Hope Star from Hope, Arkansas on November 27, 1935 · Page 5
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Hope Star from Hope, Arkansas · Page 5

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Hope, Arkansas
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Wednesday, November 27, 1935
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Page 5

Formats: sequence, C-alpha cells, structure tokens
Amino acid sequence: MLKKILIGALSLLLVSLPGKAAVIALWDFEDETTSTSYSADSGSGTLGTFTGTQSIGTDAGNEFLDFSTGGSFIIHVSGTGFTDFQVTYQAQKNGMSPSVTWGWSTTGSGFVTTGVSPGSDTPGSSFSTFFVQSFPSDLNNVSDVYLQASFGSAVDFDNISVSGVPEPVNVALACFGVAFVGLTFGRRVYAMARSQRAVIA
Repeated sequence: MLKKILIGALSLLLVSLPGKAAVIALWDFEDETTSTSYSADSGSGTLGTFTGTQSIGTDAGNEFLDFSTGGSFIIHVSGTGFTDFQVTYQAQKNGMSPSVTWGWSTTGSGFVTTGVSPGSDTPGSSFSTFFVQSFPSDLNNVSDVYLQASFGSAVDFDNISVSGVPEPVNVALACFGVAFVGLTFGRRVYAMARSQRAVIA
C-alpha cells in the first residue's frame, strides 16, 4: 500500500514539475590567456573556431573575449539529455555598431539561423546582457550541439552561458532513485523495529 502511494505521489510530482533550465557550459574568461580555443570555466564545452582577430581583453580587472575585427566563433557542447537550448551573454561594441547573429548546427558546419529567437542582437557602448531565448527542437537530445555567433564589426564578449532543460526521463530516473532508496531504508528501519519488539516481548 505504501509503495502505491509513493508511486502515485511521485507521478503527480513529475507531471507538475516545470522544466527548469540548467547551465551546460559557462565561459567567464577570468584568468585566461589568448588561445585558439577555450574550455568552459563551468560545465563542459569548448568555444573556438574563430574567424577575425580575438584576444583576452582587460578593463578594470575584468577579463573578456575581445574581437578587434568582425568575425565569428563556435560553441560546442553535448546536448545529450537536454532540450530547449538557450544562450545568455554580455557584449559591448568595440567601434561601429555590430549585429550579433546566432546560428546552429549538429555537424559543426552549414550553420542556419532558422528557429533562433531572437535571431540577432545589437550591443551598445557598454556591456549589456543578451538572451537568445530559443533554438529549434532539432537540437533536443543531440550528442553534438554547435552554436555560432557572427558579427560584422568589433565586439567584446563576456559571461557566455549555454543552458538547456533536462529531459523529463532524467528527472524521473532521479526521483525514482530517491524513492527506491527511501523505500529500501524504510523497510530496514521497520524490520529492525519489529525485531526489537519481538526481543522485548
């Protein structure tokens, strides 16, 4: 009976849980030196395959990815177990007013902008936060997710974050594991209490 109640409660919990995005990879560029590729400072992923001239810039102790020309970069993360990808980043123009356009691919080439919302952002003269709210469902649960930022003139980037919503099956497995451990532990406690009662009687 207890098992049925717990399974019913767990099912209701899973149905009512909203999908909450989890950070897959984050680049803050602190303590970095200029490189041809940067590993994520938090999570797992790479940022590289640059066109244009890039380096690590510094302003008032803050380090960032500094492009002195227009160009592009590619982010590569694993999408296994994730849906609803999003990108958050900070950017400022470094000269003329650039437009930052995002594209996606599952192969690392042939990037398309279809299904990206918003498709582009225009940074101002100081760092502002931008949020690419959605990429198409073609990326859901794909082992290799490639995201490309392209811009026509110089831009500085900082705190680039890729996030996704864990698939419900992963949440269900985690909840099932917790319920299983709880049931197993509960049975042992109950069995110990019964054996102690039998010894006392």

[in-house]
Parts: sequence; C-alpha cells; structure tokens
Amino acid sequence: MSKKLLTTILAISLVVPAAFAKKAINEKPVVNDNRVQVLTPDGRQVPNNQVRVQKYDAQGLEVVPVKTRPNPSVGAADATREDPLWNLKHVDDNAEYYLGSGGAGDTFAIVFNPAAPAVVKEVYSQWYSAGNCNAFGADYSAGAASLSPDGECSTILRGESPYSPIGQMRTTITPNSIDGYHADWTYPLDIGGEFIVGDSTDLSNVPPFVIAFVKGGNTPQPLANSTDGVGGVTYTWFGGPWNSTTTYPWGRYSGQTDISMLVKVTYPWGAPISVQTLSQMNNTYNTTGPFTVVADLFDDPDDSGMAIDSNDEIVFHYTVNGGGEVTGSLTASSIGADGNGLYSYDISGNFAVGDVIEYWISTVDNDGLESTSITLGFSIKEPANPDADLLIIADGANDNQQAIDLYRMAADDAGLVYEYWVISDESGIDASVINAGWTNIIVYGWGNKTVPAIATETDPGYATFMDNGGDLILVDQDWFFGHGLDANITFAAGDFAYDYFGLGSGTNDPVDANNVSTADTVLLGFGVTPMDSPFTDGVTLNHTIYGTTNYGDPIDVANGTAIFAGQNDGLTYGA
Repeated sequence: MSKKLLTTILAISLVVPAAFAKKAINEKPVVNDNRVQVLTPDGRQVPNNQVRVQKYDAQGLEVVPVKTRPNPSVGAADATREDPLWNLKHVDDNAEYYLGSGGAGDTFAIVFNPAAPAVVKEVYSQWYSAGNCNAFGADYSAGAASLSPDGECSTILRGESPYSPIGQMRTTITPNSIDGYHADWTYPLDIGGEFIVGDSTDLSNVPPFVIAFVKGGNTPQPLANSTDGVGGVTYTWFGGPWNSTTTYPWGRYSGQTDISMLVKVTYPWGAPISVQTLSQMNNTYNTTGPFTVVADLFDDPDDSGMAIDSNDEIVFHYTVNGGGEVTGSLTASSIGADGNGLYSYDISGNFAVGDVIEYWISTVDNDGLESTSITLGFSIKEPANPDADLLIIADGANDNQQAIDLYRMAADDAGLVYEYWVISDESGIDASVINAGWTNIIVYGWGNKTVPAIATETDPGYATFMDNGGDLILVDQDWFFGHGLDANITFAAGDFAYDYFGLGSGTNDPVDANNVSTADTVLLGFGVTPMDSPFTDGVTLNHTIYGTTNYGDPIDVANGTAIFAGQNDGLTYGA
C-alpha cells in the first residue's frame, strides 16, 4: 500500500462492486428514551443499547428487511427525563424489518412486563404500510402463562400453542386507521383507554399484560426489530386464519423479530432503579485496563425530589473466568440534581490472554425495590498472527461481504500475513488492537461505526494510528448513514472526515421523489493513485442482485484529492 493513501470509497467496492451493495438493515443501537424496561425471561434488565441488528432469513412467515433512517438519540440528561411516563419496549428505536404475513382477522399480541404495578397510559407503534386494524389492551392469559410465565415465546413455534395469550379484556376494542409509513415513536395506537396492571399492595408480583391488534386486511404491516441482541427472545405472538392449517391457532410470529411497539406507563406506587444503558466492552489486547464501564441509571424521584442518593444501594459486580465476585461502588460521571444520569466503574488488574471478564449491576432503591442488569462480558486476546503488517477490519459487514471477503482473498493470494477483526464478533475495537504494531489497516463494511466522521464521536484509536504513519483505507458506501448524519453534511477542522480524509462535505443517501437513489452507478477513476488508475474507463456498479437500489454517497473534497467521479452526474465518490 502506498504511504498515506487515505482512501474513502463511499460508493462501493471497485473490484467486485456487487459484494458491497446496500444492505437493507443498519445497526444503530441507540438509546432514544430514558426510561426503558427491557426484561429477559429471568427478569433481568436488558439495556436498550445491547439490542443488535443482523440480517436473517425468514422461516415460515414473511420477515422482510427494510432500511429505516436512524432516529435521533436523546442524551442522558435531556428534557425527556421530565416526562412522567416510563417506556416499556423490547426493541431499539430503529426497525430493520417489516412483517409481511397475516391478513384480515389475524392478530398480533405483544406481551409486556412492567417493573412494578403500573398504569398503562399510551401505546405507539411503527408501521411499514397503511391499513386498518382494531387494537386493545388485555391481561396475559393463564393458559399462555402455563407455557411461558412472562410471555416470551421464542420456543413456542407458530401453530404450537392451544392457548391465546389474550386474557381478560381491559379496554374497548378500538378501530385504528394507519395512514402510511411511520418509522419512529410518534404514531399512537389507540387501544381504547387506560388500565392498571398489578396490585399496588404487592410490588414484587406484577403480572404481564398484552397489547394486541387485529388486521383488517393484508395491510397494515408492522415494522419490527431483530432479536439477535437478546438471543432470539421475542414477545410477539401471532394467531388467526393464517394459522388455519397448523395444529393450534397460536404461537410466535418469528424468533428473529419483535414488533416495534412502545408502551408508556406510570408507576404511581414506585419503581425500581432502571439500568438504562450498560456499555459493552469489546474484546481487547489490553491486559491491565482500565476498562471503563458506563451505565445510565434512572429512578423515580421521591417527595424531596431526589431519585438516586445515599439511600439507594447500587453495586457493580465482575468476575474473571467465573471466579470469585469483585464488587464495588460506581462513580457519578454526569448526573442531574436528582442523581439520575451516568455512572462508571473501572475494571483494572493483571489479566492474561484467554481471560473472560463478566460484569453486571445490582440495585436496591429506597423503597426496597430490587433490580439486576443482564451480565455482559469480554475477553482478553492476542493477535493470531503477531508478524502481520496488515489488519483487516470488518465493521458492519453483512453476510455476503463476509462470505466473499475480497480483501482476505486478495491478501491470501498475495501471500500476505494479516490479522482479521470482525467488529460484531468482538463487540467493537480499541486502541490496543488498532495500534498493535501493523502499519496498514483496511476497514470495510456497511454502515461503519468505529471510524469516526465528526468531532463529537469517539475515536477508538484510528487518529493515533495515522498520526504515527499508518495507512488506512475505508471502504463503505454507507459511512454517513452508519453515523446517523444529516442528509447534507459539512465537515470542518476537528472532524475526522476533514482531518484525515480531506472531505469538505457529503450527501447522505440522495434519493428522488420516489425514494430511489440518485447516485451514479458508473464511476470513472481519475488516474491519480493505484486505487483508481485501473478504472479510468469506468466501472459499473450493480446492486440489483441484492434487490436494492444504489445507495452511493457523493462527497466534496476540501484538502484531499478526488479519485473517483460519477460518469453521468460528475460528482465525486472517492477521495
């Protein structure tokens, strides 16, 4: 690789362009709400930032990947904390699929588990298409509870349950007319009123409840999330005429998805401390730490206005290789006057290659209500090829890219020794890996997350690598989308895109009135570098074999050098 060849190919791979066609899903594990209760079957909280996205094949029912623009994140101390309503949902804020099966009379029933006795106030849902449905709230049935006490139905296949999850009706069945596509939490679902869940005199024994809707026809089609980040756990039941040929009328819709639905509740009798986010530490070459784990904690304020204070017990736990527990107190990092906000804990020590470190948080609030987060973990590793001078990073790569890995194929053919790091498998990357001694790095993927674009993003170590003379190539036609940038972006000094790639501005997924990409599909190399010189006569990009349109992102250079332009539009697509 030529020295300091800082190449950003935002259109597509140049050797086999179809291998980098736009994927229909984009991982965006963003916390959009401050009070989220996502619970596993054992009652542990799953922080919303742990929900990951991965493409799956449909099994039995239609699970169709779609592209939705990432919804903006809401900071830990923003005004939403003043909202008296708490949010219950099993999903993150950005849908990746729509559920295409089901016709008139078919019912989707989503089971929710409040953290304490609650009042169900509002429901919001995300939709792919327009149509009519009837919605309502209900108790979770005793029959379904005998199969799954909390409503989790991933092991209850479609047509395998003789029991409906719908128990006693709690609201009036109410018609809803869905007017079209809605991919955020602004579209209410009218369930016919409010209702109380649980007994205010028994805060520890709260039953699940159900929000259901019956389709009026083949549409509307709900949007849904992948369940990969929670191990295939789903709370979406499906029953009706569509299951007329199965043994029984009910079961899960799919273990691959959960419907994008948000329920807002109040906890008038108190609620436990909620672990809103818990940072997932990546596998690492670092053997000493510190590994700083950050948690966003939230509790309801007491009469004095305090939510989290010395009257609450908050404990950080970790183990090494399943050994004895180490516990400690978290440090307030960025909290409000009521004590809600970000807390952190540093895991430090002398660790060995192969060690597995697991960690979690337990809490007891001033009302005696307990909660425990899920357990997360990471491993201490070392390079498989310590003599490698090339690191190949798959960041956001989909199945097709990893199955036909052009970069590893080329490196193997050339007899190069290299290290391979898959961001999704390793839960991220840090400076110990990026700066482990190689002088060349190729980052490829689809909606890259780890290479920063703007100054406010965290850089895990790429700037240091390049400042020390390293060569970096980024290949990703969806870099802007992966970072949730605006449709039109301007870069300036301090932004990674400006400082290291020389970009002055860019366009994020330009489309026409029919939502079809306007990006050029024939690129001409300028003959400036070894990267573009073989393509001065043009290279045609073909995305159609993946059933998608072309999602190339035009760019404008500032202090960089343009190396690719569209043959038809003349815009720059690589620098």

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ft November 27,, 'Erji—fr-'iij'Y'i-'ifr^fc., ..-.-ft-'-'-*** i^-fti.- 1.000 Tenants to Get Land Chance Attempt at Ownership to Be Made in Pour Southern Areas WASM!NaTC;N-(/p>-An, attack on the Souths farm tenant problem, involving removal of 1,000 tenants to small farms of their own, was revealed Tuesday by Rexford O. Tujjwell. The chief of the Resettlement Administration reported the trial "cases" Would be chosen from four parts of the South. The experiment, he said, should "be on indication' of what can be, done in n national way to solve the tetjnnt problem." Tugwell said that he expected to ha,Ve. this and other wide segments of his resettlement plan underway by the time next year's' crops luiv'c been planted. "It has always been our intention," Tugwell said, "to hnve the resettlement work a function -of the Department of AgricuMurc. It obviously is n port of agricultural adjustment, and'' It has to do almost exclusively with farmers, "We have been studying the proposed Banhhcaci-Jones farm tenant bill, which was designed to enable tenants to become landowners. We find that wo can do in a small way what this bill intends. What we will do will come under the classification of our resettlement and rehabilialion work." North Carolina, South Carolina, and the area embracing the where boundaries of Arkansas, War Threatens (Continued from page one) and Louisiana touch have .Jeen .designated for the selection of specific sections for the tenant trial. The plan calls for the administration to buy land and resell it to the tenants under a long term agreement. The agreement, Tupwell said, probably would run not more than 40 years In some cases .tenants would be sold the land they now are cultivating. In others, they might be given an opportunity to move to some nearby farm. Farms sold to the tenants would remain under supervision of Extension 'Service and resettlement officials during the period of the loans, and administration help would be expected to assist the tenants to gain a self- supporting basis. had considered making Lij Yasu the emperor if their invasion were successful, and that they even had attempted to kidnap him from captivity for this purpose some years ago. Selassie Into Mourning A distant cousin of the emperor and a grandson of former Emperor Menu- Ilk, Lij Yasu, 38, died of a lingering Illness, it was said. Halle Selassie, who became regent when Lij Yasu was deposed in 191fi. went Into mourning for his predecessor. The present emperor as regent shares the throne with Queen Znudltu, Lij Yasu's mint, who was 1he daughter of Menelik. The great Emperor Menelik, who built Ethiopia into a strong state from a group of semi-independent kingdoms, had nominated Lij Yasu ns his successor before his death in 1913. Reigned Without Crown Internal rivalries prevented Lij Ynsu's ever being formally crowned, hut'he'todk the reigns of government. During his three-year rule, his inclination toward Islam antagonized his subjects, who are proud of their 15 centuries of Christian tradition. The Ethiopian church excommunicated him in 1916, and the great rases (chieflinns) deposed him, proclaiming Zaitlitu ns empress and Ras Tafari (now known as Hailc Selassie) ns regent. Ras Tafari had married Waiznro Ne- nen, who also had direct descent from Menelik, and thus had a claim to the throne which somewhat paralleled that of Lij Yasu. Forces Slaughtered Lij Yasu was not content to be One report had it that. Lij Yasu wa allowed great comforts, and tha though he was fastened by chains they were of gold. For a while it waa toiight he was held In the emperor'i own palace in Addis Ababa, to prevent kidnaping by the Italians. Cotton Certificates (Continued f«*m page one) iluce about 50 per cent of their allotment this year, they should take advantage of this opportunity and surrender their certificates to the pool. Cotton producers in Nevada county received $43,353.80 from the sale of surplus certificates through the national pool in 1934. The national pool will sell these certificates to producers in other states at the rate of 4 cents per pound but the cost of operating the pool will be ileducled from total sales but we do lot feel ns though producers should lave any fear as to what the cost of landling the certificates by the na- ional pool might be. as they were lancllocl so very cheaply last year. To 30 exact, the cost was $.00041 per louncl of fax-exemption sold, or in nore easily conceived figures ?.041 per lundred pounds sold. Clipper OH Next to last Pacific Lap On Way From Wake to Guam—to Reach Philippine Islands Thursday from |t*6 on*) '--- - L •' • Wedtesday that fopt fang wo uW c b* tain their tickets at Mot Springs. No Advahc* tlbkits wefe seht her*. The prleef to the g>Hie will be 26 dents fot stud«fl{d ftflii M«iftbef*of win b* at th* stiidehts, $efSte: fw adults. gh &h«>i faculty to identity Hot* ' 9 States Enlist in Safety Platts 36 Per Cent Decrease in Accident Toll Is Sought by the Nation CHlCAGO.-(/!p)—Nine governors', enlisted their states in a nation-wide campaign to cut automobile accident deaths Tuesday. ; The National Safety Council, sponsoring a five-year drive to begin January 1 and designed to bring about a 35 per cent decrease In motor vehicle 'atnlllles, disclosed promises of eo-.op- eratlon had come from the nin.e 6X-, ecutives ami officials in 10, other, states within 24 hours of the a of the program Monday. As the nucleus of the movement, the' .•ottncil already had 30 states parUci-- jating ih its regular worfc, 800' bUiles, ;ntered in Its traffic safety contest, Ift'l important tosk. top the commission Qther Hojie* fesidente will, to Aikaael&Hta to, witness the an* nual clcsh between Ouachlta and Heuderspn, St^te Teacher^ college. Hurtling ttlps, visits to relatives, and other activities ire planned for Thnnkgglvrhg. ii *erVi»?e, »io. cl,ty deliv- . ery and too *u,ral delivery. ocal affiliated safety groups an<f 4,000* members, including r.allroads, ed siacf 1 was iwri,ts« Mr. ^ as ft tifcit Which, has develop- ndustriaL concerns'and mines. Gov. Harold J;. Hoffman of tteyt ey headed the governor list. Hie i _^ estcd the council launch a nation- vide crusade to attempt progressive eductions 'in, the traffic toll un^l'byj wjjp h.9S' 941, it would be at least 35, per qent, us-arid ''"' nder the aU^time high.'of ifcWO! In) 934. ...... elected chairman," ''I- hjivfr. jtwt re* w.ith, . ., v helpful, co-opeta,tipn from government. But Lij Ynsu's forces were defeated with great slaughter October 27. 1916, Has Mikaol was captured and Lij Ynsu became a wander- j complete 1 " t'hT'^obTmilc^Tnau^ral ward Guam Wednesday with the first (rant-pacific air mail after an early take-off from this a toll station. The bis flying boat, scehduled to ; There was sporadic fighting until LijSYasu was captured in 1921. In 1932 he escaped, disguised as a woman, but was again seized before a newly plan- Manila. flight to Manila Thursday was on its fourth day out of Alameda, Cal. Ahead, of it lay the 1,536-mile stretch to Guam and 1,700 miles from there to The sand o fthe desert is not• an ancient sea deposit. U is formed right in the desert, by heat, cold, and wind. Constant contraction and expansion due.to cold nights and hot days, breaks up the rocks and the wind grinds them into sand. " 'Breathing Spell" Spurs Wall Street." Any rUvy now we may expect a bleating spell. Qfuk cttl ned revolt could get under way. Many reports circulated since then As the clipper skimmed away from the harbor here at 6:04 a. m. (2:04 p. that he had died, but the Ethiopian I m. Wednesday Eastern Standard Time) government revealed last June that he she had 38'^ hours flying behind her was held in the villa at Tiara Mulata. from Alameda. ^ \ ove by M*ry-Raymond Copyright NEA 1933 (Continued From Page Two) CHAPTER VIII T^HE two girls faced each other. Dana said, "Oh, Nancy. I've never seen yo,» f look so sweet!" Nancy, still standing lu the doorway, hesitated. Tben she said brusquely, "Cut the compliments. I suppose you livon't looked at /ourself?" "Do you like me, Nnncy?" The question was anxious. The other girl's eyes narrowed apprafslngly, taking In Dana's beauty. Yes, Grandmother had done a darn good Job. It knocking Ron nle Moore cold with beauty would win a proposal from him, the trick was done. "Well, what do you think?" Nancy asked, avoiding a direct an swer to her sister's question. "It's a nice dress all right—on you." "Yours Is exactly like It." "Oh, 1 know. I'm not complain ing about the dress. If it bad an other face and figure inside It, the dress would probably make a hit. Nancy's volco was dry and median .leal, but Dana guessed this was only a disguise for emotion. "You're being silly," she said. "It you only know bow you really look!" "How do I look?" Nancy asked. Dana thought, "She isn't exactly pretty, but there's something aw fully attractive about ber. Something exciting. It's as though you were looking at a volcano, about to explode, No, you couldn't possibly overlook Nancy In a crowd." Aloud, Dana said, "You look like a charming elf tbat bas been lan Cled up In a cloud and then come floating down to earth." "Your fairy-tale lore Is a little Nancy told her. "Elves ijoo't Inhabit clouds. They are, or were supposed to be, very earthly people, and I don't recall they bad any special charm or good looks. But you look like the beautiful fairy wbo appears on occasions to dazzle folks." « * * S HE turned tben, and was gone, pana, alone, felt bewildered and troubled, Perhaps what sbe bad «ai4 bad been unfortunate. Tbe wrong thing. "But, we're two grown ' ' " Dana told herself. "Not And we're bptb nice , looking Wbo cares about look* anyway, as long as you can danct ajid swim and have some fairly bright Ideas circulating In your bead?". Why bad Nancy started all tbis foolishness, anyway, when tbe wu- liciana 4ownstalr§ were, beginning t« play a foxtrot? And it was time lor botb of tbem to go down, vvitb Grandmother aucb « stickler for etiguet. U would 6ft dreadful to guwt» ajrtv« before they were - t° it Is now cl^t&Vtfcfc. ...,. „...„. . . , .. ,|i-Arlf.Mj.saa to, plan and; carry 'ot^t : (hp' mc4i" ^original-' ; and,. inspiring i':'tOj thi}' hi«(6ry of the na 1 - '"fhjj -nwci s^p; in. out plans, i?. so : — '^-'—"- 1 '^'~- •$ rouicf'nqt) consider •w^hoi4|.';. the' whole' s^ntintent ajftd' influence of too,:.wt.i$e'copin)i.ssipn. I am, therefore,, dsklng. you. to,'make. it. a. matter of the highest public interest to m^et me and the other members of the highest public interest to'meet me and; the otrier...nienibers of the Com-; LITTLE ROCK—Urgent, demand f<w '^sip^N^yiBtnbef 27,'.promptly at immediate action upon plans .for,, the- V- 8 ',***>•' ' ' ',-:•'•' ' Arkansas Centennial celebratltHj., has | "I »'i3h l il?adrtijnet<> report, tp you. Couch Calls : SesgJo$L. Commission at the <G4y- ernor's Office ' i, •. • n. v. • . caused Harvey C. Couch, :chairmah; to in ' y?prk that your- ex- issue a call for a meeting of ..the' Ar- ecutiye committee .has beea doing. I kansas Centennial Commission : .for can. only 'tell you : that the frame- Wednesday morning in the-governor'a,, work has been :set up for an obser- reccption room at the state capitaL In ! vance that will .'deeply .stir the 'loyal his formal call, Chairman 1 Couch P r 'de of all, Arkansas people and corn- states that his communication is prob-. ~"' <l "-'"''~'--' ! — ~«-AifU«i,-_ „* «.v,«, ably the most important he will' issue;. to the members during the .yean --V "•--. "We have before us how the: most cus- "Cood gal," Scott said,' crushing her hands in his. stared down into Dana's laughing, eager face. Dana was sure it was going to be a lovely party. The cakes Hattie Washington bad been molding so cleverly all afternoon were beautiful with their (luted edges and dainty flower decorations. At night, with the crystal chandeliers blazing down, most of the drahness of the big reception room was concealed, and the shining surfaces of fine old furniture were revealed. The worn rugs had been removed for dancing and flowers from the garden had been brought in ahuu- dantly, adding color. In Dana's mind the party had just one (law. She had hoped to invite the attractive young doctor to this party, but her grandmother had turned thumbs down on the suggestion — so vehemently Dana had been surprised. "Scott He Stanley's been away so long, he's almost a stranger here," Mrs, Cameron bad said. "He bas a long way to go If he's going to amount to anything as a doctor. Besides I can't invite every Tom, Dick and , ! Iarry in this town." That bad been that. Still it was going to be a lovely party- Dana touched the orchids on her shoulder caressingly. Her first orchids. U was thrilling to be wear- ng them. Sbe thought of Rurinie ivith a little glow at her heart. * * * rjANA, whirling from the arms oi *-^ one partner to another, felt she was moving In a dream. This was not Paris, where the social life of ber school friends bad been supervised so rigidly. Nor was U like bose parties, tinged by Bohemian- sm, In which ber father had par- icipated occasionally after her mother's death—parties from wblcb bad been caref^u-Uy. excluded , Everything here was bright, cheerful, colorful and informal. Girls and boys of Dana's own age, laughing, talking, almost drowning out the band's playing at times. They worn all the "right young people," her grandmother had made plain. They ail "belonged." Their fathers, or uncles or cousins had memberships in the Country Club. Moving about as she had lu her childhood, always living In different houses, Dana had given little thought to such things as clubs. Here ii; tills southern city, they evidently couiued for a great deal. Grandmother had said: "Ronnie's only 24. But he lias his own membership in the Country Club. He is a member of 'The Maskers,' and if you play your cards right that will menn another big party tor you. He belongs to the College too, and a smait dinner group." It was funny for Grandmother to be so interested in the social activities of another generation, but there wasn't a thing that was social that she missed. Evidently Dan* was playing her cards right. Whenever she whirled into the south room where Mrs. Cameron sat surrounded by contemporaries Dana met ber grandmother's pleased smile. "The girl can't get two steps that Ronnie Moore doesn't cut lu," whispered one dowager, whose eye's were acid as they rested on U8U4 "There's something about foreign girls, especially French girls, that men can't resist. What chances have our daughters who aren't trained iu all those foreign trickst" "1 guess sbe bas bim booked." whispered another mother. "But if &lie hasn't, out she owes all this popularity he drops ber, let. her look. o'ut!?» Ronnie was pleading. with Dana, "I can't talk to. you ,at. alU' 'rl fget balf way through a sentence :nnd somebody taps me on thef shoulder. ft would take hours for, me' to •t^ll you all I really wahf to/say^. Oh, Dana, how beautiful, yon .argl?* <•';'' He held her closer. "tVlllv' yi(n V dance to tbe door with, me and tb.en : step out on that side porct)' f.or 1 § breath of air?" \ ,/'>'. - : ;;;"-: "Should I?" Dana asked. ;;;; v v "It's a good old American tom." Ronnie said. ; . "Then, all right," Dnna Impulsive']'. . Tho porcb was cool, dim,- vlrt'e- shaded. "Perfect," Ronnie said softly. Dana laughed, "Almost; per- feet 1 know It doesn't sound r.p- mantlc, Ronnie, but I'm frightful)? tbirsty." , ; . ; ' „• Just as romantic as CR? '. : .b«," Ronnie said. "Remember what-oid Omar, the poet, said about a : -ip)Bf of bread, a Jug of wine and a 'girl singing In the wilderness? 'Wei); I'll get the wine or rather, ..puncji. Here are the vines which ipust' dp for the wilderness. Andl;tho.o!"; . "1 can't sing, though," objected the practical Dana. ; . .She watched him, silhouetted; In the light for a moment before' the door closed behind him. • Ronnie . wna awfully nice, awfully: good looking and of course, . awfully rich. He was probably ' an. awiul flirt, too, like the young ^doctor wbo had said such flalterlng tblngs. It was just an old southern custom. saying things to please .people, and then forgetting ypuhntl snid them, Like Dr, Sco(l Sinnley who had boasted he'd come to, her party, Invited or not, . : • • • . -.. ',- '•' A LOW whistle startled ' «ie, gipi, ^ It was followed -by a'" second, louder whistle. > ' ';'• Dana got to her feet and stepped ' from behind the concealing vines. Standing near the old fountalpiwas a tall figure. How could . Ronnie have reached the garden— • •-'•:' But of course 1C wasn't Ronnie. It was that outrageous young Doctor! Laughing softly, Dana picked up her long skirt and ran down the steps into the garden. "Good gal," Scott said, crushing her bands In bis. He stared down Into Dana's laughing, eager face. Only a shor* while ago Ronnie had said "How beautiful you ar«." Somehow, to Dana, this baxjn'< tbt same sound. "I'm awfully gorry about tbe Invitation," sbe told him. "1 didn't need an Invitation to Jump a wall," Scott laughed. "I dun't know what they might think of me. What If my grant)' mother—?" ', "And Ronnie!" Scott prompted. "It wasn't very nice to run. 08 and leave blru." Uana argued. "Not very nice, but necessary,* Scott rejoined. "You dust pel the'admiration of citizens of other states."' i''!;; • •• • ... •MM* Fresh , pair^' spots may be removed from clothing .by ^saturating with turpentine and of . ammonia. - .-... Various -f o^. «fv fortune-telling and " . ______ ________________ T .._, ___ ,„„„ "lucky ."feharmg". extract ^.OOfcOOO from ; year against $482,450,000 last year. pockei.s. of- -Englishnri^n' annually. J East North Central, comprising Ohio, Indiana, Illinois, Michigan arid tla McDougald. Wisconsin; $888,085,000 this year against Mr. and Mrs, Carl Vi and Mts. Gentry West north central, comprising Min- day aftem66h callers nesota, fowa, Missouri, North Dakota, South Dakota, Nebraska,'Kansas: $1, 028,710,000 against $945,524,000. South Atlantic, comtjrislng. ware, Maryland, Virginia;'West Virginia, North Carolian, South Carolina, Georgia, Florida: $410,432,000 against $436,252,000. South central, 'comprising Kentucky, Tennessee, Alabama, Mississip- MWltAffi WITH NGD VlCKS Arkansas, Louisiana, Texas: $640,348,000 agaihsl $645,256,000, Western, comprising Montana, Idaho, Arizona, Utah, Nevada, Washington, Oregon, California: $731,487,000 against Sweet Home Bonds and daughter, Lucille, Mr. and Little Misses, Marjdrie and Patricia Ann Hunskey and Billie Ray Pye enjoyed a birthday party Friday afternoon irt the home of Mr. and Mrs. Jack Modem sueeesitf old-fashioned co syrups... more^t venient... l«i«; pensive.. '. longer in the tK Bonds, given in honor of their daughter, Linda Merle's seventh birthday. Miss Ruth Huskey who is teaching near Richmond spent'the week end here with her parents; 'Mr, and Mrs. H. H.- .Huskey. Misses Norvelle Thomas, Chestine McDougald and Bettie , Joe Spears Were Wednesday night guests of Let-'. Farmers' Income Up millions All Areas Ahead of Last Year Except the South- Southwestern By WILLIAM S. WHlfE AssoclHdd Press Correspondent WASHINGTON-(/p)-The government, casting up the American farmer's books as he heads into the last quarter of the year, finds he may celebrate Thanksgiving with his ledgers $1^,000,000 heavier on the black side from regular income—exclusive of benefit payments—than in 1934. The U. S. bureau of agricultural economics says farmers took h?.- for the first nine months of 1935 from, the sale of principal products ?4,304,000,000, = compared with $4,127,000,000 last year Mrs. Oscar Montgomery were dinner and $3,400,000,000 for 1933. Too, ben- guests of Mrs. M. H. Montgomery FrU efit payments for this year at the ' latest tabulation were running well ahead of last year—$349,614,000 against $250,369,000, In this kind of income, 'the countryman was around $1000,000,000 richer than in 1934. Two Sections Lose In the last month of the period' September—cash receipts from crops declined; 'about 8 per cent, heaviefc marketings not offsetting lower prices; 'but a 19, per cent jump in income from livestock more than made up the deficit All save two sections of the country —the south Atlantic and south central —shared in the rise. Both these areas, comprising the old solid'south with a few border states thrown' in, felt off. Lower cotton prices took a heavy share of the blame. Every region, says the bureau, found extra money coming in from livestock. Meat prices were good and marketings heavier. Eggs brought in more profits; so did dairy products. Receipts By Areas As is unual, seasonal fluctuations in receipts were more marked in the southern states than elsewhere. Jn Dixie cotton and tobacco are the main sources of revenue and the money really pours in only in the marketing season for those products. Here are the bureau's figures as to cash receipts from sale of principal farm products, benefit payments not included, by sections: North Atlantic, comprising all of New England, New York, New Jersey and Pennsylvania: $518,155,000 this more than a Mi/lion cars in 1955 , i known that if you hadn't I'd bat» come after you, I've been here nearly an bour, wondering bow 1 was to manage H. Tben you and Ronnie came out on tbe porch and be very obligingly disappeared" 'But be only went for t &9 ment.* Dan« *aid. "Hell b* back. There he is now.* "Let's duck,* Scott wbl9Dtrtd. Dana found herself clinging to bis band, running with blto. *t tbe end of the garden. th» 6ric| walk was lllunjlo«d with, , ligbt, but a tre* threw tat oltj beach in shadow. "I n»ve»'t tbe. i came." Dana said. "1 have.* 8co.tt brought you! I b«ij (ft my wind »bow* |9%* W«* this year Chevrolet has two very good reasons for saying, "Thank you, America." One reason is that people have bought to many Chevrolet cars that production for the year «"'/* reach 1,040,000. And the other reason is that they have placed a record number of orders /or new 1936 Chevrolet during the first few weeks they have been on display, Chevrolet is indeed happy to say, "Thank you, America," and to pledge continued adherence to the manufactur* ing and service policies which have won and held the friendship of the nation. CHEVROLET MOTOR CO., DETROIT, MICH. NfW ORiATlY REDUCiP G,M,A,C, TIME PAYMENT PIAN Q Lowest financing cost in G.M.A.C. history. Compare Chevrolet's low deliivred prices. CHEVROLET A <» It N E R A L MOTORS VALUE